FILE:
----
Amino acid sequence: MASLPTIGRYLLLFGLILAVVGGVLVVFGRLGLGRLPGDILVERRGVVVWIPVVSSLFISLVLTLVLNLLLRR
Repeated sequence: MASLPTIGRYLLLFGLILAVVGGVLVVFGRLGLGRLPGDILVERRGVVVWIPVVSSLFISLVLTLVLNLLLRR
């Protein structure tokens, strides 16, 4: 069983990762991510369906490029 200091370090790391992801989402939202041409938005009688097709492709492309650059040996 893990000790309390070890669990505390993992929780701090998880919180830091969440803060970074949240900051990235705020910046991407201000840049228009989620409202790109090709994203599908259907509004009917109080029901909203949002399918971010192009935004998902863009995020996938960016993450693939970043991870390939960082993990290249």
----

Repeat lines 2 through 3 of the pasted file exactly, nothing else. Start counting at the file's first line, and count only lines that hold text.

Repeated sequence: MASLPTIGRYLLLFGLILAVVGGVLVVFGRLGLGRLPGDILVERRGVVVWIPVVSSLFISLVLTLVLNLLLRR
């Protein structure tokens, strides 16, 4: 069983990762991510369906490029 200091370090790391992801989402939202041409938005009688097709492709492309650059040996 893990000790309390070890669990505390993992929780701090998880919180830091969440803060970074949240900051990235705020910046991407201000840049228009989620409202790109090709994203599908259907509004009917109080029901909203949002399918971010192009935004998902863009995020996938960016993450693939970043991870390939960082993990290249």